Justis Logan Morrison was born in Kansas City, Missouri. His father served in the coast guard, so Morrison traveled a lot during his younger years. He attended Northshore High School in Slidell, Louisiana, and was selected by the then-Florida Marlins after his senior year in 2005. Though he decided to attend community college, he ultimately ended up signing with the Marlins prior to the 2006 draft.
Over the next four years, Morrison climbed steadily throughout the minor leagues. He ranked 20th on Baseball America’s top prospects list prior to the 2010 season; a year in which he ultimately made his major league debut and hit .283/.390/.477. On December 11th, 2013 he was traded to the Mariners in exchange for reliever Carter Capps. Morrison remained in Seattle until November 5th, 2015 when the Rays acquired him in a three-for-three swap.
First basemen haven’t exactly been flying off the shelves this winter, but Morrison got a bit of bad news recently when the Red Sox re-signed Mitch Moreland to a two-year, $13MM deal. Boston reportedly met with Morrison’s representatives earlier this offseason; the organization had one of the strongest needs at first base among MLB teams (and one of baseball’s largest budgets as a means to fill it).
On the other hand, the Phillies’ three-year, $60MM agreement with Carlos Santana may actually be good news for Morrison’s market. Philadelphia was never seen as a strong candidate to sign the former Rays slugger, or really a first baseman in general; Rhys Hoskins seemed likely to open the season at first for the club, who will now be pushed to the outfield. Before he signed the offseason’s largest contract thus far, Santana was drawing strong interest from at least ten different teams within the past month, and those teams may now turn their attention to Morrison. He’s the best first baseman left on the shelves who doesn’t come with a nine-figure price tag.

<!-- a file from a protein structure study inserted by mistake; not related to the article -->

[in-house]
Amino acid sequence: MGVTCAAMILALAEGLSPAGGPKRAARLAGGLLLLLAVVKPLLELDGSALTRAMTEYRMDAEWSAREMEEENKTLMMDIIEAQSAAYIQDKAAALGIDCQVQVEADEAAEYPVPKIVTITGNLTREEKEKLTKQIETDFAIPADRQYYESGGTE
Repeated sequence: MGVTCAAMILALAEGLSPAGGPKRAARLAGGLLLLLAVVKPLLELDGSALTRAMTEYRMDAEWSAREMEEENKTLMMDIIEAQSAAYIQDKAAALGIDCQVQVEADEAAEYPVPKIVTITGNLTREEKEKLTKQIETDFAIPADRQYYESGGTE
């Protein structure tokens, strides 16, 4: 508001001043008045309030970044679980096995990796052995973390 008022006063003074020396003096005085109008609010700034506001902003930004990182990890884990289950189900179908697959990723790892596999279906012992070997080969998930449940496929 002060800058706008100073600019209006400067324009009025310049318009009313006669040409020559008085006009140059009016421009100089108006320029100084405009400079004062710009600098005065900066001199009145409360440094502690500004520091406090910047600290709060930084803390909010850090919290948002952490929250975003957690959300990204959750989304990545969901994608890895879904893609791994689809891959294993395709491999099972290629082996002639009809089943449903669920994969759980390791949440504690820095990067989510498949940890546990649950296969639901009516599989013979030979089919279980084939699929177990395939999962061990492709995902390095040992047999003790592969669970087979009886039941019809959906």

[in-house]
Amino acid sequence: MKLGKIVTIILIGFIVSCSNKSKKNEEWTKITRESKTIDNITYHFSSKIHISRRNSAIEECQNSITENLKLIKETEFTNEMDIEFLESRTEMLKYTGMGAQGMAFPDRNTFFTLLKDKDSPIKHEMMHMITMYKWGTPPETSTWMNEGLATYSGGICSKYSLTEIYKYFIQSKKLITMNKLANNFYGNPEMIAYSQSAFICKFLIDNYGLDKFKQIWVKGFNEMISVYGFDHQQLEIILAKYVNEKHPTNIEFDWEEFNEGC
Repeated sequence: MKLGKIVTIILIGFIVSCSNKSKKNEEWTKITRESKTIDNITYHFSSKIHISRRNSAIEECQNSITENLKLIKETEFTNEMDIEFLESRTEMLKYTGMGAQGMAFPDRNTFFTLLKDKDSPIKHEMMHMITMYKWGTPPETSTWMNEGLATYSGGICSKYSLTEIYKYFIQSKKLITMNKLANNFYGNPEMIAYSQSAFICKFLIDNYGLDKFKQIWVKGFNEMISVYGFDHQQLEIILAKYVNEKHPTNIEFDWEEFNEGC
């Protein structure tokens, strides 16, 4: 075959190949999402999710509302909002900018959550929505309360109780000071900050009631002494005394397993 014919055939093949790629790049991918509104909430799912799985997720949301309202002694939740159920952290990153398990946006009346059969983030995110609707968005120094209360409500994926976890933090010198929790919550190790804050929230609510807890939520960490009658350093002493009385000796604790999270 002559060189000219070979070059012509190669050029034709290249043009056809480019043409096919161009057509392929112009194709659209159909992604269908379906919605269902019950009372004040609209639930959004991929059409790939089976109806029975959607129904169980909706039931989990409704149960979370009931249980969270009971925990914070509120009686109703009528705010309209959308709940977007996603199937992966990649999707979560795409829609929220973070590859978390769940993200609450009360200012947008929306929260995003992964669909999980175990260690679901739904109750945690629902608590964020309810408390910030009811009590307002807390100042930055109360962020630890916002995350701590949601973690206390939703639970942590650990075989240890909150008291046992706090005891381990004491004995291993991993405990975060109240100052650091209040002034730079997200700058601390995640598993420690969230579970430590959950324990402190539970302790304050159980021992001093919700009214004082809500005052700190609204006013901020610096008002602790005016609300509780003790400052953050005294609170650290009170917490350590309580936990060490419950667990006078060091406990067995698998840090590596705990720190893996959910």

The first base market is still crowded. Eric Hosmer, MLBTR’s third-ranked free agent, remains on the board as the most attractive option at the position. Yonder Alonso comes with a somewhat similar offensive profile, and could compete for attention from Morrison’s potential suitors. Lucas Duda, Mark Reynolds and Adam Lind are still hanging around in the bargain bin. Jose Abreu of the White Sox could still be traded, too.
Morrison has been connected to the Angels, who have already made a flurry of moves this offseason to improve their shot at a 2018 AL West pennant. It makes sense to think they could continue to explore signing him. The Rockies and Indians are both firmly in the market for a first baseman, while the Mariners, Astros and a reunion with the Rays all make some level of sense.
The situation for Morrison doesn’t look much better or worse than it did at the outset of this offseason. The elimination of the Red Sox as a potential suitor hurts, but the average annual value of the contract given to Santana could work in LoMo’s favor during contract negotiations. All told, I think MLBTR’s original prediction of $36MM over a three-year term holds up well to this point.